USA: Racist police brutality remains endemic in many areas
An incident filmed Saturday night shows an officer from Inglewood (a town near Los Angeles airport) lifting a handcuffed youth in the air and slamming his head onto the hood of a police car. The second incident, on Monday, shows two Oklahoma City police officers repeatedly beating a suspect on the ground with their batons. The suspect was pepper-sprayed twice. In both cases the officers involved were white, and the suspects black.
'It is even more disturbing that both incidents took place in routine stop and search situations,' Amnesty International said. 'While some departments have introduced reforms following heightened scrutiny in recent years, this has not filtered down to all departments or all levels, and allegations of police brutality, particularly towards minority suspects, remain common in many areas.'
While welcoming reports that investigations have been opened into both cases, Amnesty International is disturbed by remarks made by an Oklahoma City police spokeswoman, apparently justifying the officers' actions on the ground that the suspect was 'not compliant'. International standards, such as those contained under the UN Code of Conduct for Law Enforcement Officials, state that force should be used only as a last resort and it must be proportionate to the threat posed. Repeatedly beating a barely resisting suspect, including while he is lying on the ground, appears in clear violation of these standards.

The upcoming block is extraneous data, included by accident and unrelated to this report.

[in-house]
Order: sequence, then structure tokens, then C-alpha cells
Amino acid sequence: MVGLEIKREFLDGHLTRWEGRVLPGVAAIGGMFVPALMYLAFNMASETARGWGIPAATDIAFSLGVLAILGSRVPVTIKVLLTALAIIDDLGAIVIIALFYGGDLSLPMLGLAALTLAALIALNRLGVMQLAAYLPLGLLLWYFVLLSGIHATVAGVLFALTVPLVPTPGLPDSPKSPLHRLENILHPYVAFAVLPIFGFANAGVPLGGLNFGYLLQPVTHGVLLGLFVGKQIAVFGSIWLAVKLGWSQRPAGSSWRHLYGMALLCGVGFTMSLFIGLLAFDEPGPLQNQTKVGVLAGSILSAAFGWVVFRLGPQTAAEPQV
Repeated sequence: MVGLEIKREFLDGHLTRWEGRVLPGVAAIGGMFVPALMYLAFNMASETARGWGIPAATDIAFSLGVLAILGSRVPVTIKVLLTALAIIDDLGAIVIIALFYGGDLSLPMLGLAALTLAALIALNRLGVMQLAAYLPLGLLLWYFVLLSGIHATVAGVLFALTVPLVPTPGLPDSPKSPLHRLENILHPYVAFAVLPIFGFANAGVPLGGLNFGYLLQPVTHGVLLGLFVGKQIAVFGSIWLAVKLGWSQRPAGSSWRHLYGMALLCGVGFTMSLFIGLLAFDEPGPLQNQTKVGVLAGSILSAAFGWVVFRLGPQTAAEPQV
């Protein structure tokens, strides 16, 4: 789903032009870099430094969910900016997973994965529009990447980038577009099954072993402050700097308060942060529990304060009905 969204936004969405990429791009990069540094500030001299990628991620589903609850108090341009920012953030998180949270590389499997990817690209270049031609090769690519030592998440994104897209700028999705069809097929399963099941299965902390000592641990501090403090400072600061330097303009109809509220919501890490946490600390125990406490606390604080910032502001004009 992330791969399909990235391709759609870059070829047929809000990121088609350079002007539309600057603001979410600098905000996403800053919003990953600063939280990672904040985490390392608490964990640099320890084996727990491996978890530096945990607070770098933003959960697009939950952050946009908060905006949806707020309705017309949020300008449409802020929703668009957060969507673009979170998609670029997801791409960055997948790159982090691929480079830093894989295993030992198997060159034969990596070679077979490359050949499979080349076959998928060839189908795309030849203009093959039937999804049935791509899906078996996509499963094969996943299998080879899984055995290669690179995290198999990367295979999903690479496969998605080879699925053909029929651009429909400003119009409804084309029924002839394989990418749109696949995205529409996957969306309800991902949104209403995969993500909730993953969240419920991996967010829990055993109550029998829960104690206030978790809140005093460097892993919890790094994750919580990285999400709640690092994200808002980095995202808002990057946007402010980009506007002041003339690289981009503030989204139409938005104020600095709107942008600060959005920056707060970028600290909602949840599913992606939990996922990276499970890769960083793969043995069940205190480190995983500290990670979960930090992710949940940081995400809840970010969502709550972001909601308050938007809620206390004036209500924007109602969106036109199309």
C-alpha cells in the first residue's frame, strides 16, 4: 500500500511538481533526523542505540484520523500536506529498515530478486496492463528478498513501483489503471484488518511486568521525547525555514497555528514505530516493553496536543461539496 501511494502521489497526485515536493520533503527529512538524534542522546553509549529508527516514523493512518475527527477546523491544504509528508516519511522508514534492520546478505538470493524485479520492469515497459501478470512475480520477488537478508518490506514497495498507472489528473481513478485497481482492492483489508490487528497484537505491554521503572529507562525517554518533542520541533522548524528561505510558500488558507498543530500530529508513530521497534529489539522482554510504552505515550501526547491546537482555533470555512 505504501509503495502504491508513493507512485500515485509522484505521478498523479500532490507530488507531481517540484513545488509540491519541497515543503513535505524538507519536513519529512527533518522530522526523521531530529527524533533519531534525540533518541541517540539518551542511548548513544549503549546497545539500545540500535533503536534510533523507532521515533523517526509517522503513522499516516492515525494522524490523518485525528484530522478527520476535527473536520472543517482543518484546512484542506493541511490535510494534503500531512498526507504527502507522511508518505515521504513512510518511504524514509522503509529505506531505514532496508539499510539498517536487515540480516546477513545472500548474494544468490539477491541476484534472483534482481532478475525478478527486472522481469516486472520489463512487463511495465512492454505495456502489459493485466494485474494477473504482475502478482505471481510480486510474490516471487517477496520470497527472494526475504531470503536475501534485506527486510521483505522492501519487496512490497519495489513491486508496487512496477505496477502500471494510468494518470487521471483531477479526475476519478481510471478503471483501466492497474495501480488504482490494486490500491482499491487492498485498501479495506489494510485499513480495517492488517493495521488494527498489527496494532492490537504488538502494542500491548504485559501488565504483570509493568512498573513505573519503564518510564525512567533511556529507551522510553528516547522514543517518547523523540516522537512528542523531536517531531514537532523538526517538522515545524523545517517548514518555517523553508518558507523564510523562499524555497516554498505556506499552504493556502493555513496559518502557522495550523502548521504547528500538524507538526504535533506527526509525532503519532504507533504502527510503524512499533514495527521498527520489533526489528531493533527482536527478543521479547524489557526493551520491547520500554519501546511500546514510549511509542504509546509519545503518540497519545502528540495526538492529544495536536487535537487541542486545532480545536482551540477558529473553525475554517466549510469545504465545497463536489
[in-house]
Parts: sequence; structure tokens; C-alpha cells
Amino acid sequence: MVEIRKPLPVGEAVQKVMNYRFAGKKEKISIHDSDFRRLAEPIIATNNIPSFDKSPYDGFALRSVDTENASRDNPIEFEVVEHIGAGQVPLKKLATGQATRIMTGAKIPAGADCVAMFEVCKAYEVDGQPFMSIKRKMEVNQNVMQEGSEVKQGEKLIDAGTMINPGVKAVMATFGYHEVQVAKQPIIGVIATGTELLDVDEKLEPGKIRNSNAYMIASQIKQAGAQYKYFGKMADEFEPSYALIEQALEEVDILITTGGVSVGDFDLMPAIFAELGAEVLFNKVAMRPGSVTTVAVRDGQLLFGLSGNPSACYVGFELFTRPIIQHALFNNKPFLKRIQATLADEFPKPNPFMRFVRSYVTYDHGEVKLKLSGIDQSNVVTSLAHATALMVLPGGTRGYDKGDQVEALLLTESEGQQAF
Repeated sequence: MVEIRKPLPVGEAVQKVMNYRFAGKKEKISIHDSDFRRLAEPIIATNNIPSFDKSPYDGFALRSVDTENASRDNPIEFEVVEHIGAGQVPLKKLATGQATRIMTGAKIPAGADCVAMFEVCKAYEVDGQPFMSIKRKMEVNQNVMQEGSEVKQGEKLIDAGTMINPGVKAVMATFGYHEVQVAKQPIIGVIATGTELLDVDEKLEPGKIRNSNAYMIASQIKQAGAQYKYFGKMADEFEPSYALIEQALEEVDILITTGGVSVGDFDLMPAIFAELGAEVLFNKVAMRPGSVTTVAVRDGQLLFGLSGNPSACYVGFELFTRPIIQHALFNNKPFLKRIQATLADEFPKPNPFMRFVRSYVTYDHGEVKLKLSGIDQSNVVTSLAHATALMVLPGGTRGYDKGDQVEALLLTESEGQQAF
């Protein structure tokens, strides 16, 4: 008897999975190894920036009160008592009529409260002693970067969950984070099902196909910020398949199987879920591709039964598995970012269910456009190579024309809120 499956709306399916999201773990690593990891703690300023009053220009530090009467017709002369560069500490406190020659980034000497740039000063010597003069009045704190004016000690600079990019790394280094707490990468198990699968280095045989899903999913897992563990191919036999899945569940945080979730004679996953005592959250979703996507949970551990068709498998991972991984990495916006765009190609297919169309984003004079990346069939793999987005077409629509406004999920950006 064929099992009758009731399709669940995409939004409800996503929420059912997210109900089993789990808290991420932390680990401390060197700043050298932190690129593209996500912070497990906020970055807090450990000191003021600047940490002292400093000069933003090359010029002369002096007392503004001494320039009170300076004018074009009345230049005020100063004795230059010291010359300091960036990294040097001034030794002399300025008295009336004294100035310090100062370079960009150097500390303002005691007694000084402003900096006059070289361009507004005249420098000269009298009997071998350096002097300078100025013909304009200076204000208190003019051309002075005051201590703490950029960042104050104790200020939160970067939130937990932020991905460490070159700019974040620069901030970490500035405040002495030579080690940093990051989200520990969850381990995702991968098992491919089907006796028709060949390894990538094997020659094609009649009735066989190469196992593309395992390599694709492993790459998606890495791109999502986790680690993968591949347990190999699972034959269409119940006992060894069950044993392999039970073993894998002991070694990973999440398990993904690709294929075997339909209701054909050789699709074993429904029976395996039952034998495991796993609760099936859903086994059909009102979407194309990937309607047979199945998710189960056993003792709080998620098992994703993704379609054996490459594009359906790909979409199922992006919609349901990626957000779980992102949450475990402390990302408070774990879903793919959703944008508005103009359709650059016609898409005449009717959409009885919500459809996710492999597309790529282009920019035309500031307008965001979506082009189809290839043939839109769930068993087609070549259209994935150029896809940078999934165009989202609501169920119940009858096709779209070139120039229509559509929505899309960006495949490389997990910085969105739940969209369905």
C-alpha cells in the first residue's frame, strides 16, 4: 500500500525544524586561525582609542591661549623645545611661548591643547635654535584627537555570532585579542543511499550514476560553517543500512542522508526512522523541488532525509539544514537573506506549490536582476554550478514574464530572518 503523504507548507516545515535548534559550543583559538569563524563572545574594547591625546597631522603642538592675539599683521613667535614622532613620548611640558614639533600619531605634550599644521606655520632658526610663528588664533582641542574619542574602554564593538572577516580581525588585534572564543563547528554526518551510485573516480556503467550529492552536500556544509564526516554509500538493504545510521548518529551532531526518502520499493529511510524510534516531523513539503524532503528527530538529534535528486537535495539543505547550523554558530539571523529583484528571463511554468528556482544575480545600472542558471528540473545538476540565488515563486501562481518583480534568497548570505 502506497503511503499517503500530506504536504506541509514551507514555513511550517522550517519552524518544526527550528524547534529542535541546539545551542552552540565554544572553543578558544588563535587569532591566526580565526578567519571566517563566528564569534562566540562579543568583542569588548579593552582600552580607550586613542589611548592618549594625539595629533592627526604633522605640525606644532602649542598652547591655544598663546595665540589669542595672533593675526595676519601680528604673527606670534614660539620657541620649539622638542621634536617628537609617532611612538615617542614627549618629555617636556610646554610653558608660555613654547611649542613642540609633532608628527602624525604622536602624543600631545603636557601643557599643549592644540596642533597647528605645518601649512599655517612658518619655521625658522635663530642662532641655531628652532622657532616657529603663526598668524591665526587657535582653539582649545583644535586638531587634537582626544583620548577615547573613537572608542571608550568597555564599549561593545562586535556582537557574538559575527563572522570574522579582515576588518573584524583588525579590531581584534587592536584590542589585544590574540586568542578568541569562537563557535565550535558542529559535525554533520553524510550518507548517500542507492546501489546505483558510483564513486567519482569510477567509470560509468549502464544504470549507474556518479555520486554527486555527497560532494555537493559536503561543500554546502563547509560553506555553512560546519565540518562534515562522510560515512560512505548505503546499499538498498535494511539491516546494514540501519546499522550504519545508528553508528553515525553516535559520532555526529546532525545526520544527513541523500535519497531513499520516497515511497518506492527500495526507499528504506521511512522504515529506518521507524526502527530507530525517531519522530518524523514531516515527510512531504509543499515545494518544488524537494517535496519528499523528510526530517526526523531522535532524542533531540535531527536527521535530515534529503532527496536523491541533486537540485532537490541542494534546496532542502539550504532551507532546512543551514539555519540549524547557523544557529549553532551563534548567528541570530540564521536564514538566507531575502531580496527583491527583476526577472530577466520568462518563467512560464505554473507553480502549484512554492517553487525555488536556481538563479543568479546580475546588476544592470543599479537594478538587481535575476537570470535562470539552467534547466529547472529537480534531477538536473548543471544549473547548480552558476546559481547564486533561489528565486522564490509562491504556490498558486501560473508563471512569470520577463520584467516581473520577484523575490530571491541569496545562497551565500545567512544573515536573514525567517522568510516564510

There have been other disturbing cases involving the Oklahoma City Police Department. In January 2001, Amnesty International wrote to the Oklahoma City police chief to express concern about the case of Billy Bennet Jr, who died in September 2000 after being hogtied and pepper sprayed. Although the coroner ruled out positional asphyxia as a cause of death in the case, Amnesty International urged the department to ban hogtying as a dangerous form of restraint and to review the use of pepper spray. In the same letter, Amnesty International also expressed concern about several fatal shootings by Oklahoma City police officers in a four-month period.
Amnesty International will be raising its concerns about the latest cases directly with the departments involved and urging them to review their use of force policies and ensure that human rights standards are incorporated into police training and fully observed